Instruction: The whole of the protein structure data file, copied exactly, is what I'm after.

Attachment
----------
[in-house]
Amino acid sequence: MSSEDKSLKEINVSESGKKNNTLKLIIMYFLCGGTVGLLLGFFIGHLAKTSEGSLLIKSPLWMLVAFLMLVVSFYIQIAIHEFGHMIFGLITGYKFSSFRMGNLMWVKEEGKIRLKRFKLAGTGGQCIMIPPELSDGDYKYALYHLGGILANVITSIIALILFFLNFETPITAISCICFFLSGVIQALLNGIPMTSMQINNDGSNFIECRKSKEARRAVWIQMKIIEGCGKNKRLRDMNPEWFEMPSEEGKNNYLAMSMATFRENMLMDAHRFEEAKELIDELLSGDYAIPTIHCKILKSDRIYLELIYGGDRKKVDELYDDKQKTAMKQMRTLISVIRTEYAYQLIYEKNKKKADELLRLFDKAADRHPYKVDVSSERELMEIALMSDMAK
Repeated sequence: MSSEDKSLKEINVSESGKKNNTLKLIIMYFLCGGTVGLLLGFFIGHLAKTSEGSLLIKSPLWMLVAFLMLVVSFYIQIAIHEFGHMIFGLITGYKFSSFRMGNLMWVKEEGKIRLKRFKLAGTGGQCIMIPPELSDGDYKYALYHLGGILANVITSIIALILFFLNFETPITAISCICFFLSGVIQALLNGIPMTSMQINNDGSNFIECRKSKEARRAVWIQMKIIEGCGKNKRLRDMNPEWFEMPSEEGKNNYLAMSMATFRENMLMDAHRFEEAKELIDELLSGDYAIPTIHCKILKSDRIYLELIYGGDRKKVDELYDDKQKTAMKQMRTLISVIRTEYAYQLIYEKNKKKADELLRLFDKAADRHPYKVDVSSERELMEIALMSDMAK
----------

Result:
[in-house]
Amino acid sequence: MSSEDKSLKEINVSESGKKNNTLKLIIMYFLCGGTVGLLLGFFIGHLAKTSEGSLLIKSPLWMLVAFLMLVVSFYIQIAIHEFGHMIFGLITGYKFSSFRMGNLMWVKEEGKIRLKRFKLAGTGGQCIMIPPELSDGDYKYALYHLGGILANVITSIIALILFFLNFETPITAISCICFFLSGVIQALLNGIPMTSMQINNDGSNFIECRKSKEARRAVWIQMKIIEGCGKNKRLRDMNPEWFEMPSEEGKNNYLAMSMATFRENMLMDAHRFEEAKELIDELLSGDYAIPTIHCKILKSDRIYLELIYGGDRKKVDELYDDKQKTAMKQMRTLISVIRTEYAYQLIYEKNKKKADELLRLFDKAADRHPYKVDVSSERELMEIALMSDMAK
Repeated sequence: MSSEDKSLKEINVSESGKKNNTLKLIIMYFLCGGTVGLLLGFFIGHLAKTSEGSLLIKSPLWMLVAFLMLVVSFYIQIAIHEFGHMIFGLITGYKFSSFRMGNLMWVKEEGKIRLKRFKLAGTGGQCIMIPPELSDGDYKYALYHLGGILANVITSIIALILFFLNFETPITAISCICFFLSGVIQALLNGIPMTSMQINNDGSNFIECRKSKEARRAVWIQMKIIEGCGKNKRLRDMNPEWFEMPSEEGKNNYLAMSMATFRENMLMDAHRFEEAKELIDELLSGDYAIPTIHCKILKSDRIYLELIYGGDRKKVDELYDDKQKTAMKQMRTLISVIRTEYAYQLIYEKNKKKADELLRLFDKAADRHPYKVDVSSERELMEIALMSDMAK